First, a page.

Equity release and power of attorney – a successful pairing or difficult bedfellows?

This article is written by Peter Barton, partner and head of equity release at Ashfords. It first appeared in the OneFamily newsletter which advisers are invited to subscribe to by clicking here.

There is a widely held myth that equity release cases involving power of attorney (where the borrower or one of the borrowers has lost mental capacity) are difficult to complete and take a lot longer than other cases.

In reality a power of attorney case shouldn’t take any longer than a standard case. What are the pre-requisites to proceed under a power of attorney?

The borrower has to have lost their mental capacity

If they are just physically frail or do not like dealing with paperwork, I am afraid they cannot proceed under a power of attorney – however helpful the family think they are being. The lender’s solicitors will insist that the borrower signs.

At Ashfords we are happy for the borrower’s family to be present during the meeting with the frail client, albeit we will ask the family to leave at some point of the meeting to ensure we take independent uninfluenced instructions. If there is any doubt as to mental capacity we will want this confirmed by a medical professional.

The loan must only be for the borrower

I am asked on many occasions if the attorney can make gifts of the release (or even add a spouse/partner on to the deeds for a mentally incapacitated borrower). The clear answer is ‘no’; if any gifts are intended then the attorney would have to apply to the Office of the Public Guardian (OPG) for permission to make the gift and the answer (even for inheritance tax planning) will typically be ‘no’.

Purposes such as repaying debts such as credit cards and mortgages are fine, as is improving the property or adapting it for them. This applies even if the incapacitated borrower is in a residential home.

The power of attorney cannot appoint the co-borrower

One borrower cannot sign for both parties. There must be someone else appointed in the document and if several people are appointed then they all have to be identified and communicated with throughout the process (and give their consent). In the legal process only one attorney needs to sign.

The power of attorney must be valid

Whether it is the old form (an Enduring Power of Attorney) or the more recent forms (Lasting Power of Attorney), then they must be correctly completed and bear the stamp of the Court of Protection/OPG.

If you have satisfied the above and are ready to place the case, what is the next step for you?

  1. The attorneys must be noted on the application form and identification taken for them and they will have to sign it, along with any borrower who retains their mental capacity.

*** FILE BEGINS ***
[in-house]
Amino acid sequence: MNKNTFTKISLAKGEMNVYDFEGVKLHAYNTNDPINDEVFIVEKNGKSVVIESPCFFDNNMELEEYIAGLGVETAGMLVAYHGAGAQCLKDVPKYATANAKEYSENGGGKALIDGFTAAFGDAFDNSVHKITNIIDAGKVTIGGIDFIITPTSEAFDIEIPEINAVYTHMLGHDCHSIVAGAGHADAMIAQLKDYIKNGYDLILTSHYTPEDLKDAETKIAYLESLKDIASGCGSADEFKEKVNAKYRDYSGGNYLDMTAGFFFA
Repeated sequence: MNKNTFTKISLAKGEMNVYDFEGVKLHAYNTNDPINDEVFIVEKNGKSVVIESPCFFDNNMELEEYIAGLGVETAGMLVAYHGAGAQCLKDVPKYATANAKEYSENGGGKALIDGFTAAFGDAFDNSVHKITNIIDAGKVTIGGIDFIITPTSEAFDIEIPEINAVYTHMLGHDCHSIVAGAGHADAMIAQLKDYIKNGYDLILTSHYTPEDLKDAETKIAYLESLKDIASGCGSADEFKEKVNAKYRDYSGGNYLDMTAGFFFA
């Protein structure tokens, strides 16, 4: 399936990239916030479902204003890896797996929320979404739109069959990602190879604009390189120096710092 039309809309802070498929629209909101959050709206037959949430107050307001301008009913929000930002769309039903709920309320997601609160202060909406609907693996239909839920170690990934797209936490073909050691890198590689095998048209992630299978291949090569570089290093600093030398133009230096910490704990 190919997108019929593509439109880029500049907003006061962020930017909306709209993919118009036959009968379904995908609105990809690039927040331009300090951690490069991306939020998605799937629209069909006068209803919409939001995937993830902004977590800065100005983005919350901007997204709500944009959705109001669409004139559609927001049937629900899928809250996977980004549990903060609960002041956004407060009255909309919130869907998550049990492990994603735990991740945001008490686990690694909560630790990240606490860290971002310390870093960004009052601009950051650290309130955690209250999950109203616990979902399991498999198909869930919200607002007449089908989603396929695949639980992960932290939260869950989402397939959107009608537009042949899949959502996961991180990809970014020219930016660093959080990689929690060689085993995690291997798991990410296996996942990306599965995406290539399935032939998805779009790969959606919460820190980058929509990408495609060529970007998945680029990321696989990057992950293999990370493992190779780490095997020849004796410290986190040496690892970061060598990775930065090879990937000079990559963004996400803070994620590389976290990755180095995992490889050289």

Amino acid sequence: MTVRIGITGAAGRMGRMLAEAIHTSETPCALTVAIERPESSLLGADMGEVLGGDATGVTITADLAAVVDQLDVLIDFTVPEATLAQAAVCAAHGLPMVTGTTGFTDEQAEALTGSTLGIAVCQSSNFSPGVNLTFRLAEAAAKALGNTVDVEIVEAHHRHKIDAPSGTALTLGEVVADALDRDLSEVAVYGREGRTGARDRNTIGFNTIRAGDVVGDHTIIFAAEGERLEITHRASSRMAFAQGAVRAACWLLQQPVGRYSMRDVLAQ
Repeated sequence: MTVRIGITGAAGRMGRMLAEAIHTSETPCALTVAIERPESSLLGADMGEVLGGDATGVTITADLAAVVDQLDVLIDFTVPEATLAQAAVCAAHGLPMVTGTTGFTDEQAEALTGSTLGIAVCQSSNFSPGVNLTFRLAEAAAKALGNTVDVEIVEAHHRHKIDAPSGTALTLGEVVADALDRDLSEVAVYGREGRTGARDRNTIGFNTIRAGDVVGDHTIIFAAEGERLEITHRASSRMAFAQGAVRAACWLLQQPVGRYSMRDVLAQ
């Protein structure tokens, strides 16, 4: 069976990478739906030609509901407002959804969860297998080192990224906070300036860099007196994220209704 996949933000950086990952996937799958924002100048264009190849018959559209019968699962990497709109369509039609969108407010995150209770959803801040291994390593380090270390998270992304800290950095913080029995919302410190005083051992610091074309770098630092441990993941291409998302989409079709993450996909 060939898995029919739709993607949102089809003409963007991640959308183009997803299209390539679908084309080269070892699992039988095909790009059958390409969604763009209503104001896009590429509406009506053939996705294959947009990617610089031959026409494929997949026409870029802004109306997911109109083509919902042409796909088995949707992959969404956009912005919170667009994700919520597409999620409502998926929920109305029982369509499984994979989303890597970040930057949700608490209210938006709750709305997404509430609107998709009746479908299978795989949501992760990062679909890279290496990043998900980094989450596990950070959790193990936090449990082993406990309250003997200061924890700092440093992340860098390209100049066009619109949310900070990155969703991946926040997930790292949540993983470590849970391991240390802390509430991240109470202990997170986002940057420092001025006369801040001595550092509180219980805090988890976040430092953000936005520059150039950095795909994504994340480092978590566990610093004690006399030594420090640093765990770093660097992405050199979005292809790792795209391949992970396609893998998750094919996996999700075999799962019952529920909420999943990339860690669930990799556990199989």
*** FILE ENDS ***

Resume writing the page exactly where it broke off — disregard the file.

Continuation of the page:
2. When instructing your chosen solicitors, they will need from you the contact details of the attorneys (all of them) and identification for the attorneys and the incapacitated borrower (if they have any).

At this point you hold your breath; as the case hits the murky and grey world of the lawyers, with you left hoping it will come out the other end, issued with happy clients. Is there anything that we do differently to a standard case?

  1. Obviously we need to write to the attorneys and identify them, but the main item we need from them – which often causes consternation and angst – is that we are legally required (by the lender’s solicitors) to hold the original power of attorney on the day of completion. Otherwise they will not release funds to us. This is a requirement of HM Land Registry so please do not berate the lender’s solicitors. If you are able to, manage your customer’s expectations and ask them to obtain the original power of attorney this can be handed to one of our travelling solicitors when they visit to sign the papers. People often baulk at this, but we have to give a legal undertaking that we are holding the original. This will be returned to the family as soon as the charge has been registered at the land registry and we are discharged from our legal undertaking. We return these by special next-day delivery.
  2. We also have to check with the attorneys that the power of attorney has not been altered or varied and we also have to check the purposes of the loan.

There is of course a huge potential for an equity release case via a power of attorney to be strange bedfellows, and a lot can go wrong. I always recommend that advisers speak with me on these cases prior to lodging an application, to ensure nothing has been missed and that the case runs smoothly to completion.

 To follow Peter on Twitter follow the link @ER_Law.

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